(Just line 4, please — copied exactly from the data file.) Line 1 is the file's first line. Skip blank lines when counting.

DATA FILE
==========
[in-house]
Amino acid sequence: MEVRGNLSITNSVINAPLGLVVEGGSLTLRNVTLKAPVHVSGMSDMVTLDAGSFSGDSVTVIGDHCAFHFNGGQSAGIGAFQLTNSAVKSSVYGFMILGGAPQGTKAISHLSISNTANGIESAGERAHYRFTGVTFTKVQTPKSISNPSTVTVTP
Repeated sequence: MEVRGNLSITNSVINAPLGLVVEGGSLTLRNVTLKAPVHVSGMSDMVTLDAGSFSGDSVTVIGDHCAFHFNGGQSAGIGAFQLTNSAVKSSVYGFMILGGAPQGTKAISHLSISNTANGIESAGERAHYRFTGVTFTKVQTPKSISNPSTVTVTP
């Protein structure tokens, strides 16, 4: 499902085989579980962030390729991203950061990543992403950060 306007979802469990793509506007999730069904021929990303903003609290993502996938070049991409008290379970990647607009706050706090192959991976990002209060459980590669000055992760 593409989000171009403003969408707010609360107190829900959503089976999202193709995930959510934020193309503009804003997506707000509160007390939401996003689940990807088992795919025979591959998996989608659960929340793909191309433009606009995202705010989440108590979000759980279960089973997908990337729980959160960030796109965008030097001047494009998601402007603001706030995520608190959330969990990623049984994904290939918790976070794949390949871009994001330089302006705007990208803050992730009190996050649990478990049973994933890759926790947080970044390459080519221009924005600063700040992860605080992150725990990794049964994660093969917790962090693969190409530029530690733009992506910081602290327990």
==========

């Protein structure tokens, strides 16, 4: 499902085989579980962030390729991203950061990543992403950060 306007979802469990793509506007999730069904021929990303903003609290993502996938070049991409008290379970990647607009706050706090192959991976990002209060459980590669000055992760 593409989000171009403003969408707010609360107190829900959503089976999202193709995930959510934020193309503009804003997506707000509160007390939401996003689940990807088992795919025979591959998996989608659960929340793909191309433009606009995202705010989440108590979000759980279960089973997908990337729980959160960030796109965008030097001047494009998601402007603001706030995520608190959330969990990623049984994904290939918790976070794949390949871009994001330089302006705007990208803050992730009190996050649990478990049973994933890759926790947080970044390459080519221009924005600063700040992860605080992150725990990794049964994660093969917790962090693969190409530029530690733009992506910081602290327990």